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– Frank von Hippel
Co-Director of Program on Science and Global Security, Princeton University
June 1, 2018
Pakistan Introduces Export Control Bill

Gabrielle Kohlmeier

Pakistan’s government took steps to ease concerns about control of its nuclear weapons program by introducing legislation to tighten export control restrictions. The move comes several months after the February disclosure that Abdul Qadeer Khan, the former lead Pakistani nuclear scientist, had passed nuclear secrets to Iran and Libya, among others.

The “Export Control on Goods, Technologies, Material and Equipment Related to Nuclear and Biological Weapons and their Delivery Systems Bill” was introduced in June. The legislation allows the government to oversee export, re-export, transshipment, and transit of goods, technologies, and equipment as well as to maintain control lists of goods and technologies subject to licensing requirements under the bill. Exporters must also maintain records of all transactions and report these to designated authorities.

The bill carries a penalty of up to 14 years in prison, a fine of up to five million rupees—more than $85,000—and also authorizes the seizure of property and assets of those found guilty of conducting illegal exports covered by the bill. Once passed, the law will apply to all Pakistani citizens, people in the service of Pakistan visiting or working abroad, and anyone on Pakistani territory. All ships and aircraft registered in Pakistan also will be subject to the order.

At a nonproliferation conference sponsored by the Carnegie Endowment for International Peace June 21, Pakistani Ambassador to the United States Ashraf Jehangir Qazi said that an oversight board will monitor the bill’s implementation.

The bill was put forth by Pakistan’s foreign ministry and approved by Pakistan’s cabinet May 5, several days after the UN Security Council unanimously approved Resolution 1540, which mandates that all states work to prevent the proliferation of weapons of mass destruction to nonstate actors by implementing domestic legislation strengthening controls on sensitive materials and technologies. Pakistan notified the United States of the bill in mid-May.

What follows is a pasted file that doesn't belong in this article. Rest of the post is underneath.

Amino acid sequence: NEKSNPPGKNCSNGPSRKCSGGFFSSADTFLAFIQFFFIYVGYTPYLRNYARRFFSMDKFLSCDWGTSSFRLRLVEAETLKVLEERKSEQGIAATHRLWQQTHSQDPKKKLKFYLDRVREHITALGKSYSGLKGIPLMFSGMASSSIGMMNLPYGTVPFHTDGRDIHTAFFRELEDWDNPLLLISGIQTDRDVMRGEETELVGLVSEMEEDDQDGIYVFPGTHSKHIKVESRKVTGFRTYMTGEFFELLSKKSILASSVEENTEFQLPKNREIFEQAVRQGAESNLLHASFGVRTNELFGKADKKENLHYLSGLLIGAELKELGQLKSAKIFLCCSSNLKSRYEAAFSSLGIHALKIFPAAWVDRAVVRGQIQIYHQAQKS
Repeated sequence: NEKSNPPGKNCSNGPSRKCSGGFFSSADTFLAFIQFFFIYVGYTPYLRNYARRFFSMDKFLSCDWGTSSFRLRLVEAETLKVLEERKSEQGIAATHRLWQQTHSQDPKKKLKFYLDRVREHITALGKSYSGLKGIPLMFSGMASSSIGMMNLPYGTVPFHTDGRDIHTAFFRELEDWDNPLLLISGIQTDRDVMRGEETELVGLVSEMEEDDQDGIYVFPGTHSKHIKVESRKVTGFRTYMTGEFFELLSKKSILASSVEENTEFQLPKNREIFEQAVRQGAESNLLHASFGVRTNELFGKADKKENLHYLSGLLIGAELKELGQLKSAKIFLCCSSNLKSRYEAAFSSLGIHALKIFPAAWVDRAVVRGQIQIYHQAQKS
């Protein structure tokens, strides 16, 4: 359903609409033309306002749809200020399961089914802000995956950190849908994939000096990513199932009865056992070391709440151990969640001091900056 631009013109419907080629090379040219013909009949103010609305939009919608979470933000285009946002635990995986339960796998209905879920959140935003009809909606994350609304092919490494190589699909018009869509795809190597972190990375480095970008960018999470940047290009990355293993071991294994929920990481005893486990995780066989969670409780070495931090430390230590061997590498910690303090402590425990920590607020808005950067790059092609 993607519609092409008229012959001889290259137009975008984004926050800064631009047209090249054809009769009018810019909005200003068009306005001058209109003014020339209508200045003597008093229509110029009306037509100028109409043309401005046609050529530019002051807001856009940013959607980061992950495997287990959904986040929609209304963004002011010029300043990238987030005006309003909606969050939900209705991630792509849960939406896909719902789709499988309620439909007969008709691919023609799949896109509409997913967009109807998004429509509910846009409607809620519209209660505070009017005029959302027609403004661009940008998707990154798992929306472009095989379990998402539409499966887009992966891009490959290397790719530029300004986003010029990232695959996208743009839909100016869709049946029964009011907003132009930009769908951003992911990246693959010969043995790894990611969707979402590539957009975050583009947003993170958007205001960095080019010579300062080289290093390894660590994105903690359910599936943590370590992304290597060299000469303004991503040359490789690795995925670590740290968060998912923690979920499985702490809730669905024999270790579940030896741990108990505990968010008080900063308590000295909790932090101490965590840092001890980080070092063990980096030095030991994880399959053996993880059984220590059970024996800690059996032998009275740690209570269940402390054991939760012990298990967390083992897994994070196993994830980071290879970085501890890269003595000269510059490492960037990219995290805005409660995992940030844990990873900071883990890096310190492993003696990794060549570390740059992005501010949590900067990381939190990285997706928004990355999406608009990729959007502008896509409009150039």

The bill is expected to receive the required approval of both the National Assembly and Senate. Pakistani officials expressed hope that the bill will fulfill Pakistan’s UN obligations and quell criticism about its nuclear activities.

Pakistan has come under fire for insufficiently guarding nuclear secrets since Khan admitted in February that he had secretly provided nuclear technology and expertise to other countries (Iran and Libya were identified as two customers) in return for a presidential pardon from Pakistani President Gen. Pervez Musharraf. (See ACT, March 2004.) Pakistani officials claim, however, that Khan’s pardon is conditional and may be affected by the adoption of the bill.

In particular, Qazi said that Khan’s personal property is being confiscated but that property and assets in the name of other family members would likely not be seized. He emphasized that Pakistani officials were more interested in obtaining relevant information from Khan that will allow authorities to roll up the proliferation network, rather than imposing harsh penalties for his misbehavior. To date, Pakistan has not allowed U.S. or International Atomic Energy Agency officials to question Khan.

On July 24, Pakistani officials released three suspects who had remained detained by the Pakistani government, including a top nuclear scientist and two former army officers, all of whom were on Khan’s staff. None of the staff members suspected by Pakistani investigators and detained for long periods for questioning have been charged, and now only one of at least 26 Pakistanis detained remains in custody: Khan’s director-general of procurement, Mohammad Farooq.

Although the Bush administration has commended Islamabad for its efforts, rewarding Pakistan with major non-NATO ally status June 16, critics remain. The report of the National Commission on Terrorist Attacks Upon the United States informally known as the 9/11 Commission made special mention of Pakistan, criticizing the Bush administration for taking the Pakistani government at its word that it knew nothing of Khan’s activities, despite strong indications to the contrary. At the same time, the report called on the U.S. government to stop this period of ambivalence and mistrust and commit to sustained aid.

Some House members also doubt Islamabad’s claims, contending that Pakistan is not doing enough to stem the spread of nuclear materials. In late July, they introduced a bill to impose sanctions on “foreign entities that engage in certain nuclear proliferation activities.” The proposed Nuclear Black Market Elimination Act, introduced by Rep. Tom Lantos (D-Calif.), ranking member on the House International Relations Committee, specifically targets Pakistan, calling for sanctions unless the U.S. president certifies that Islamabad has fully disclosed relevant information regarding the international nuclear network and provided full access to those suspected of involvement, including Khan.

But across Capitol Hill, Senate Foreign Relations Committee Chairman Richard Lugar (R-Ind.) defended Pakistan from allegations that Islamabad is not sufficiently active or cooperative in investigating Khan’s network. During an Aug. 11 speech at the National Press Club, Lugar commended Pakistan’s efforts and noted the progress resulting from the information Pakistan has provided. Lugar asserted that the United States has been able to track suspicious activities in North Korea, Iran, and Libya, asserting that Pakistan’s contribution has “pinned down, intelligence-wise, a great deal we did not know before.”